Who’ll need a “Who Do You Think You Are?” TV show two centuries from now? After all, those uploaded photos of you drinking those four beers out of straws via that stupid device sitting on your head, will still be easily accessible for all to see. Nothing like leaving the likes of that as a profound “family history” to the great-great-grandchildren, eh? ;-)
I was so pleased that Sandra Wheeler commented twice yesterday on my “What Women Like (To Read)” post. In it, I’d made reference to her online erotic novel. And, by the way, if you read any of it, be forewarned: it’s definitely for adults.
As with you, I don’t pretend [my writing is] “high art,” but “art” is in the opinion of the reader. I do know I put a huge amount of effort into creating a barrage of characters, happenings and relationships because I believe the real world functions like that – as a mess of people interacting unpredictably on a variety of levels. “Wheels within wheels,” so to speak. And maybe that’s “art?” In the end, that’s always for someone else to decide.
I realized after I’d clicked “post” that one of the efforts in the sequel I am most proud of is in this draft chapter (click for larger version):
It is an example of “inspiration” taking me in a story direction I had never anticipated. If you are a recent follower, you may not know that I decided in that chapter to fashion a bit of “immortality” for a dear friend of ours who died back on February 2. You may (or may not) have seen the sidebar link to a “memorial” post I wrote about her shortly after her death.
I placed that now late friend, Kam, in a scene in her native London with fictional James and Isabelle. I also orchestrated it to have Kam talking about two other real life people: myself and my real life wife, Helen. Call it my little effort at being a bit “Hitchcock” – and then some – in slipping us into my own otherwise fictional tale.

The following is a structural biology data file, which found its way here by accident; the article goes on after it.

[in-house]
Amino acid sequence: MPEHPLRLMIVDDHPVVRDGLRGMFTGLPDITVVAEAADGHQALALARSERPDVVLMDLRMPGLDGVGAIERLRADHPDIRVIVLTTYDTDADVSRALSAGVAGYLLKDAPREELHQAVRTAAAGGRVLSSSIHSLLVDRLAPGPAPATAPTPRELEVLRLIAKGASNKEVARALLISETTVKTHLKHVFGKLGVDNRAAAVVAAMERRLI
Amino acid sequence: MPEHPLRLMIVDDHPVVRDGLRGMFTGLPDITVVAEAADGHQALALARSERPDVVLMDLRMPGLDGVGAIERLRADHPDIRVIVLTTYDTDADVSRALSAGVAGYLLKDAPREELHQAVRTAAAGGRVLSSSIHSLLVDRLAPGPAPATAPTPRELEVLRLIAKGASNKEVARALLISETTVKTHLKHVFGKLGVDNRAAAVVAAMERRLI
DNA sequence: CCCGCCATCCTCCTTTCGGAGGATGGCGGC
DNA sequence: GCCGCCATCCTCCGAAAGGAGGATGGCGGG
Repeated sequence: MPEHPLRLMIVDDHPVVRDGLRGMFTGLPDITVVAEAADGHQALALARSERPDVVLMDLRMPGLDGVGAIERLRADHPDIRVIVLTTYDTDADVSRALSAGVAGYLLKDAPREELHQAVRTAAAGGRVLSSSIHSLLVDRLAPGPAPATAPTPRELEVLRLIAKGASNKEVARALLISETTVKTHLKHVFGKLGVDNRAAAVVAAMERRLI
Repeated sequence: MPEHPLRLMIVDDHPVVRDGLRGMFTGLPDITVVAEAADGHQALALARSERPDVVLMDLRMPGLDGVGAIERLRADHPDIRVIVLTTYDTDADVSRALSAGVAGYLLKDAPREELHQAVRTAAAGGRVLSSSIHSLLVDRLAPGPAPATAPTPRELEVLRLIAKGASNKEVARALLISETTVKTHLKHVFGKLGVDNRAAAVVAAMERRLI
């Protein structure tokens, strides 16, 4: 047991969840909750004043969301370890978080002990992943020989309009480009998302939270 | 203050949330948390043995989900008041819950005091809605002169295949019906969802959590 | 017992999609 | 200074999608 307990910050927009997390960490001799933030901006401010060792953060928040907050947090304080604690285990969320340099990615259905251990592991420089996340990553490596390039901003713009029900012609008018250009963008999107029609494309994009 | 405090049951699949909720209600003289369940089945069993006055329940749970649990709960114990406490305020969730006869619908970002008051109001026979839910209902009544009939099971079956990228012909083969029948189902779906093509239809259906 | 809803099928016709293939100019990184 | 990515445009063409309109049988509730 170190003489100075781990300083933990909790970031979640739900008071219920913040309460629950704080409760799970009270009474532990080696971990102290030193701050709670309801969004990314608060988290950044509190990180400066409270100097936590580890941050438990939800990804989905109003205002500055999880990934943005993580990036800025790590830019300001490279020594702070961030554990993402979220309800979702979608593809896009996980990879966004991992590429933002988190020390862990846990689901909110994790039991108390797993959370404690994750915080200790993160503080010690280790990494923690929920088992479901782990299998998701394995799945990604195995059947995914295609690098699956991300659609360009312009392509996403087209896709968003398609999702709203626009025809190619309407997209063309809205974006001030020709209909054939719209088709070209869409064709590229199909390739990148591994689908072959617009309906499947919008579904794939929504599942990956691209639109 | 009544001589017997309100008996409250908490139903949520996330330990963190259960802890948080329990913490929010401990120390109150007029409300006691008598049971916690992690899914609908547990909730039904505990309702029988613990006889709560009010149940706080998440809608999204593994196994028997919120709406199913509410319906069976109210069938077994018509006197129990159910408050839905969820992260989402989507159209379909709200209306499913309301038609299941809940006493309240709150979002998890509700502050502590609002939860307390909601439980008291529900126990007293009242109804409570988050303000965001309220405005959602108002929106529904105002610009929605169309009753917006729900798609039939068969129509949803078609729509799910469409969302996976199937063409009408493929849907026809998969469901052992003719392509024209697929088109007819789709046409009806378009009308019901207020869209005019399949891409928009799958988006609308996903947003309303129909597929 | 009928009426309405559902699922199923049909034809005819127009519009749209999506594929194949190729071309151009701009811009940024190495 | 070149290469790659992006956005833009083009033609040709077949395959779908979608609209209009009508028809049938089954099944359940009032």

In addition, unbeknownst to Kam on that page, I had James and Isabelle agree how Kam reminds them of fictional Valérie.
A bit of “wheels within wheels” there which you, and only you, a reader of this blog, would know about. Why? Because I have also explained previously how, in Passports – which was written entirely while Kam was alive, and published two months before her death – I partly based Valérie on real life Kam.
The other day, Book Quotes shared this on Twitter:
“You can love someone so much…But you can never love people as much as you can miss them” – John Green.
So painfully true. Kam is gone from our lives far too early and totally unexpectedly. In Valérie, she lives on for me somewhat “ghostlike” in these books – in small asides, in certain behaviors, in comments. But now, in having Kam walk on properly as herself, she will now make her presence felt forever as the lovely, real person she was – even if only briefly.
I think there’s probably at least a little bit of “art” in that. But when it comes to the living and “art,” we have to be careful. I commented separately to Sandra: